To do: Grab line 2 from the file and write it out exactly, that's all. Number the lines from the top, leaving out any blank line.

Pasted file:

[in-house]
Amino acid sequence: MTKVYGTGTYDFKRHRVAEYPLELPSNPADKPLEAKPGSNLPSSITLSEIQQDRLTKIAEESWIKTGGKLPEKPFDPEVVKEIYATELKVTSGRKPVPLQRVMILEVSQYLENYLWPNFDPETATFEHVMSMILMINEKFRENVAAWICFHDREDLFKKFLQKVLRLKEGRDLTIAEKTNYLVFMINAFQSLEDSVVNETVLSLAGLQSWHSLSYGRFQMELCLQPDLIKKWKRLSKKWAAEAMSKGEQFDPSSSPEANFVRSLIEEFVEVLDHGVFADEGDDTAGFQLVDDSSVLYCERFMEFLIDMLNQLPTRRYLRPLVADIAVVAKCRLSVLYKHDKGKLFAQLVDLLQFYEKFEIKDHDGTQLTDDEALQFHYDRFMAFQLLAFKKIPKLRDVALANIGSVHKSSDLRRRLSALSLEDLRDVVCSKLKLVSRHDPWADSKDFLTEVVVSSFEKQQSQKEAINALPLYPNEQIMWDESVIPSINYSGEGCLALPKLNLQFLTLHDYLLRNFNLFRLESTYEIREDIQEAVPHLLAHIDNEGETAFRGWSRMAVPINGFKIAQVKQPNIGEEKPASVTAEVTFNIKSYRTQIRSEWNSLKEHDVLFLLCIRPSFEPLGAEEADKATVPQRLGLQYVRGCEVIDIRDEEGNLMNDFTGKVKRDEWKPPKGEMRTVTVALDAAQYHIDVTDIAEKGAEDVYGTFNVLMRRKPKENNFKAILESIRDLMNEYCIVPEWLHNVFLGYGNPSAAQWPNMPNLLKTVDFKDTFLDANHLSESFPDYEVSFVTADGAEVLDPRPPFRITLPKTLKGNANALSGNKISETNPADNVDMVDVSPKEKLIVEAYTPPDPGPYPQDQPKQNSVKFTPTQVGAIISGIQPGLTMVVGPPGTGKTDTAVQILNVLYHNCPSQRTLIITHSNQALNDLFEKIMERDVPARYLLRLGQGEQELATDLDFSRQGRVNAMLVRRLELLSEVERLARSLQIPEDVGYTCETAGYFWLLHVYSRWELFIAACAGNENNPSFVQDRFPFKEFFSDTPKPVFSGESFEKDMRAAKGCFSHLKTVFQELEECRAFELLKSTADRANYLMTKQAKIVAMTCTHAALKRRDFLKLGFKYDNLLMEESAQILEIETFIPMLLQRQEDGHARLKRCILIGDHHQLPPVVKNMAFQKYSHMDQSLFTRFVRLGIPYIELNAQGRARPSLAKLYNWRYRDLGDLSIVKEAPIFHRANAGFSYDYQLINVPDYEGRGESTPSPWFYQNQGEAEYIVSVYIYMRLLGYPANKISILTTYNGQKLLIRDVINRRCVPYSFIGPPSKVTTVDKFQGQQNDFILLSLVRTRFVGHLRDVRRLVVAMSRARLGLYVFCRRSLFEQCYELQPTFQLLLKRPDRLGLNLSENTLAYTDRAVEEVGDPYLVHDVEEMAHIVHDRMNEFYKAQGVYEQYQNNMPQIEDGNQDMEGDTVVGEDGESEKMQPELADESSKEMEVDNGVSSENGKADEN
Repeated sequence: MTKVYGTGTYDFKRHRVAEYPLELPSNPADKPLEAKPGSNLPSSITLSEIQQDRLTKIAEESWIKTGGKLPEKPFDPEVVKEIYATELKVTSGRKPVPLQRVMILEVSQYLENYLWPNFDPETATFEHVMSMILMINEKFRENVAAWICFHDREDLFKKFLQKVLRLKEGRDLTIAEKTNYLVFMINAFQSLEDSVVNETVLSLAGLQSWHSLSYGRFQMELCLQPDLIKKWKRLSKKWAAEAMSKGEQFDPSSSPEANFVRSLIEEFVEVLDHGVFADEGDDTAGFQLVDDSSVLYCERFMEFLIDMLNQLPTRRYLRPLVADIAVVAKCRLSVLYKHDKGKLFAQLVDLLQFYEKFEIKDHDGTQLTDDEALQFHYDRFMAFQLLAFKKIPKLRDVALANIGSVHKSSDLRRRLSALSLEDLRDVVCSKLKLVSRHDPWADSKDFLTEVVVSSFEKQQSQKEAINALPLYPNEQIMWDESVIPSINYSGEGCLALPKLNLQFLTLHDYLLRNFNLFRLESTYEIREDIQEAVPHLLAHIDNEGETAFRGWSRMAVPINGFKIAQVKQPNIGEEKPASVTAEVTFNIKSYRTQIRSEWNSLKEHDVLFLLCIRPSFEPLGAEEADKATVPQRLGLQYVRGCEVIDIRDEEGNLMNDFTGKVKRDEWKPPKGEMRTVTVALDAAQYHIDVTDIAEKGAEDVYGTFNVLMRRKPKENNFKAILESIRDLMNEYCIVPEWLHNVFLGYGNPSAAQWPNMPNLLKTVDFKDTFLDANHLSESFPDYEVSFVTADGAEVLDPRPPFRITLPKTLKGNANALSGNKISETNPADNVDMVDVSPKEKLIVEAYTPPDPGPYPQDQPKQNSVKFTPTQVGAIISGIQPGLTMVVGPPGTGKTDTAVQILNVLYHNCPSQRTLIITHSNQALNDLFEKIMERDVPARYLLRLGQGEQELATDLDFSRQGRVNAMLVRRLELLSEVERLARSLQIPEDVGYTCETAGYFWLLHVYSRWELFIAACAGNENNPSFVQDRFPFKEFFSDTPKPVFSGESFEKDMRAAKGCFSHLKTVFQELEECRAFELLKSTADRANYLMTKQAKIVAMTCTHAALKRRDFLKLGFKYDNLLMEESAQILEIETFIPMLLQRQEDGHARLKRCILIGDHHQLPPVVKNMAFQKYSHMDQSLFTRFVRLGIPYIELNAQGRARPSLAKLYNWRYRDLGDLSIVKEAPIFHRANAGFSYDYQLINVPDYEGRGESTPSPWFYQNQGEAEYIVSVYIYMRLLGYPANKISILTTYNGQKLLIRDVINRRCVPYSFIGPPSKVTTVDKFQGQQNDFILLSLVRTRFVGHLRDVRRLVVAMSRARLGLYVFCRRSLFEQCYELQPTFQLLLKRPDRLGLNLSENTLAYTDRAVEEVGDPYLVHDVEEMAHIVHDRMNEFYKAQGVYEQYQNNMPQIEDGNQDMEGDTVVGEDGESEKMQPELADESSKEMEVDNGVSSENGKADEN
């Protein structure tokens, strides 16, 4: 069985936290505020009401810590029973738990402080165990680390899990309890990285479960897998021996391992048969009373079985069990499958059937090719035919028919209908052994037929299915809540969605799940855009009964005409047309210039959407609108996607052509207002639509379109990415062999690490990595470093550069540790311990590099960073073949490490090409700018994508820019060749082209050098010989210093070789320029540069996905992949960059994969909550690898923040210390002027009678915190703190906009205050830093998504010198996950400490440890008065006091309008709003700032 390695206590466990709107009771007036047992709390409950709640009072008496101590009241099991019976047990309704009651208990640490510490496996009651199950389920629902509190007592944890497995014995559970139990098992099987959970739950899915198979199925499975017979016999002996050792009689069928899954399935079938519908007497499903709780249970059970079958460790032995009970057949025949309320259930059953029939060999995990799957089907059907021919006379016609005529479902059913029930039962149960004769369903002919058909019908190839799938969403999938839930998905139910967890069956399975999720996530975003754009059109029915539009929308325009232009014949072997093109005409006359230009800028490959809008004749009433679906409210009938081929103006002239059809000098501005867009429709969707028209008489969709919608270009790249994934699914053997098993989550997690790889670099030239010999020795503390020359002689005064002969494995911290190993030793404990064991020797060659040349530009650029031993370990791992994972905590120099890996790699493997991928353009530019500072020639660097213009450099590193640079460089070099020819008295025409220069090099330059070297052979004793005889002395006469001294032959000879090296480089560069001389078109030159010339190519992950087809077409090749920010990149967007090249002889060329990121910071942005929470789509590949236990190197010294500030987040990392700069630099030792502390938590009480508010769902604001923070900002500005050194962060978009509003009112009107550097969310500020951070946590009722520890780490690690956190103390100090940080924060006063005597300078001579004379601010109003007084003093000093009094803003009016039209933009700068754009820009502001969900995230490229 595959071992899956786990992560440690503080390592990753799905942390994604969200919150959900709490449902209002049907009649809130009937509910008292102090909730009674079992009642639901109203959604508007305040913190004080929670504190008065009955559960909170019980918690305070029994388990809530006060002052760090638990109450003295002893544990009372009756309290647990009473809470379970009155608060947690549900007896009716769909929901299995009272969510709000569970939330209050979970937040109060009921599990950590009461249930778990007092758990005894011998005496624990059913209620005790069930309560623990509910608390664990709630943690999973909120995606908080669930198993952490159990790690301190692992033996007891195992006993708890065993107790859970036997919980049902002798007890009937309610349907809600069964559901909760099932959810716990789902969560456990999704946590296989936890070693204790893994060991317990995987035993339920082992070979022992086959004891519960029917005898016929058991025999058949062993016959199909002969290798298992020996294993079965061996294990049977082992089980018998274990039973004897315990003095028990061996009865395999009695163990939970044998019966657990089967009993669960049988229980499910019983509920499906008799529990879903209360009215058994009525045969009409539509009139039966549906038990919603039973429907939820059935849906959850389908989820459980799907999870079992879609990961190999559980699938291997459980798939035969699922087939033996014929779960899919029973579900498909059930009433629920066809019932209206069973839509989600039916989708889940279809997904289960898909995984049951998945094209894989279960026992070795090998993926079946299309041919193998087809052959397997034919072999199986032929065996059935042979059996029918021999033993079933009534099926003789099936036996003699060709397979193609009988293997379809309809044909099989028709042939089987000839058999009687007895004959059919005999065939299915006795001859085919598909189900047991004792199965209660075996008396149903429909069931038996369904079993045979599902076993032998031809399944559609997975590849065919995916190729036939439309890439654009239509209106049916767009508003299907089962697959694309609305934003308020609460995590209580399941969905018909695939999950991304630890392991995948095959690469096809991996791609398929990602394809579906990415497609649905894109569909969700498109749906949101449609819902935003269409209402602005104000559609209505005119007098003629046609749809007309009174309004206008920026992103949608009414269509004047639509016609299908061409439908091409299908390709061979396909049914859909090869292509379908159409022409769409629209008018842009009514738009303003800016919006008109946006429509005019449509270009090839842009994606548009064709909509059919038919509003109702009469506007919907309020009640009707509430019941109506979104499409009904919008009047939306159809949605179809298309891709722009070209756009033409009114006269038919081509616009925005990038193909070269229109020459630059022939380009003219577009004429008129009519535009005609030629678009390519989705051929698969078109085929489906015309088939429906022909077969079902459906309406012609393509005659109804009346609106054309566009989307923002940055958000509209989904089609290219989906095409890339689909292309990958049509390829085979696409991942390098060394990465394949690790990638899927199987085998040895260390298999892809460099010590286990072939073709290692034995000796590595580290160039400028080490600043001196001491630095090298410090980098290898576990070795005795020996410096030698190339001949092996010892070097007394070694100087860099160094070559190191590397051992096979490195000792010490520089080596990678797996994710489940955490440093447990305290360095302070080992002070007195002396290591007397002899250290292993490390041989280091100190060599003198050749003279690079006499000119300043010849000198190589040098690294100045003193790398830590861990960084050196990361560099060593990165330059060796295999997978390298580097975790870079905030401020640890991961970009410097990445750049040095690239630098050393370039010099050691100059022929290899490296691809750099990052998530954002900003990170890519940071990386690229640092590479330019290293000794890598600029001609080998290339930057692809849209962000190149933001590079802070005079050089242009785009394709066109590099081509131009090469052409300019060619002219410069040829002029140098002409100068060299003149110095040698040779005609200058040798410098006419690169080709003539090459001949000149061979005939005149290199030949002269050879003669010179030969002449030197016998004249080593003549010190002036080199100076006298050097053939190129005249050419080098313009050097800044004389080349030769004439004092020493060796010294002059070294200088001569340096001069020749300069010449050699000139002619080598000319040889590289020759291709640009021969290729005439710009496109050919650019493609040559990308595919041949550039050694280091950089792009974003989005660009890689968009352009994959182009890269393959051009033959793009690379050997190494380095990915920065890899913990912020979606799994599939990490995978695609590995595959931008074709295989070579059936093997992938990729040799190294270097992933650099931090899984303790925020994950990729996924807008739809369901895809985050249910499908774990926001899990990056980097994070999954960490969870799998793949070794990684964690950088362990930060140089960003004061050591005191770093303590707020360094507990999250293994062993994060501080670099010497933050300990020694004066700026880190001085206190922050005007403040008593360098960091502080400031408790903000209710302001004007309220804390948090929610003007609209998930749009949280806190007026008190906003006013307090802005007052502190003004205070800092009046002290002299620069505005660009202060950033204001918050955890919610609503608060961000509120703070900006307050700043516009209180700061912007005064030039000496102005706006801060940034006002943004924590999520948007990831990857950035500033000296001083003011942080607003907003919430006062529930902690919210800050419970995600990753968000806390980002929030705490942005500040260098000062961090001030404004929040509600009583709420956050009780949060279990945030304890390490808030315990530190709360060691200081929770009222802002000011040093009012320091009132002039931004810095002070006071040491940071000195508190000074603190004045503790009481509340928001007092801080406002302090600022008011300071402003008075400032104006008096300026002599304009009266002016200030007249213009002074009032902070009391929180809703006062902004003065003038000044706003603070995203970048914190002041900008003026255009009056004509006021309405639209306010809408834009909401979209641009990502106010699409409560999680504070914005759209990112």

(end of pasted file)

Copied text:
Amino acid sequence: MTKVYGTGTYDFKRHRVAEYPLELPSNPADKPLEAKPGSNLPSSITLSEIQQDRLTKIAEESWIKTGGKLPEKPFDPEVVKEIYATELKVTSGRKPVPLQRVMILEVSQYLENYLWPNFDPETATFEHVMSMILMINEKFRENVAAWICFHDREDLFKKFLQKVLRLKEGRDLTIAEKTNYLVFMINAFQSLEDSVVNETVLSLAGLQSWHSLSYGRFQMELCLQPDLIKKWKRLSKKWAAEAMSKGEQFDPSSSPEANFVRSLIEEFVEVLDHGVFADEGDDTAGFQLVDDSSVLYCERFMEFLIDMLNQLPTRRYLRPLVADIAVVAKCRLSVLYKHDKGKLFAQLVDLLQFYEKFEIKDHDGTQLTDDEALQFHYDRFMAFQLLAFKKIPKLRDVALANIGSVHKSSDLRRRLSALSLEDLRDVVCSKLKLVSRHDPWADSKDFLTEVVVSSFEKQQSQKEAINALPLYPNEQIMWDESVIPSINYSGEGCLALPKLNLQFLTLHDYLLRNFNLFRLESTYEIREDIQEAVPHLLAHIDNEGETAFRGWSRMAVPINGFKIAQVKQPNIGEEKPASVTAEVTFNIKSYRTQIRSEWNSLKEHDVLFLLCIRPSFEPLGAEEADKATVPQRLGLQYVRGCEVIDIRDEEGNLMNDFTGKVKRDEWKPPKGEMRTVTVALDAAQYHIDVTDIAEKGAEDVYGTFNVLMRRKPKENNFKAILESIRDLMNEYCIVPEWLHNVFLGYGNPSAAQWPNMPNLLKTVDFKDTFLDANHLSESFPDYEVSFVTADGAEVLDPRPPFRITLPKTLKGNANALSGNKISETNPADNVDMVDVSPKEKLIVEAYTPPDPGPYPQDQPKQNSVKFTPTQVGAIISGIQPGLTMVVGPPGTGKTDTAVQILNVLYHNCPSQRTLIITHSNQALNDLFEKIMERDVPARYLLRLGQGEQELATDLDFSRQGRVNAMLVRRLELLSEVERLARSLQIPEDVGYTCETAGYFWLLHVYSRWELFIAACAGNENNPSFVQDRFPFKEFFSDTPKPVFSGESFEKDMRAAKGCFSHLKTVFQELEECRAFELLKSTADRANYLMTKQAKIVAMTCTHAALKRRDFLKLGFKYDNLLMEESAQILEIETFIPMLLQRQEDGHARLKRCILIGDHHQLPPVVKNMAFQKYSHMDQSLFTRFVRLGIPYIELNAQGRARPSLAKLYNWRYRDLGDLSIVKEAPIFHRANAGFSYDYQLINVPDYEGRGESTPSPWFYQNQGEAEYIVSVYIYMRLLGYPANKISILTTYNGQKLLIRDVINRRCVPYSFIGPPSKVTTVDKFQGQQNDFILLSLVRTRFVGHLRDVRRLVVAMSRARLGLYVFCRRSLFEQCYELQPTFQLLLKRPDRLGLNLSENTLAYTDRAVEEVGDPYLVHDVEEMAHIVHDRMNEFYKAQGVYEQYQNNMPQIEDGNQDMEGDTVVGEDGESEKMQPELADESSKEMEVDNGVSSENGKADEN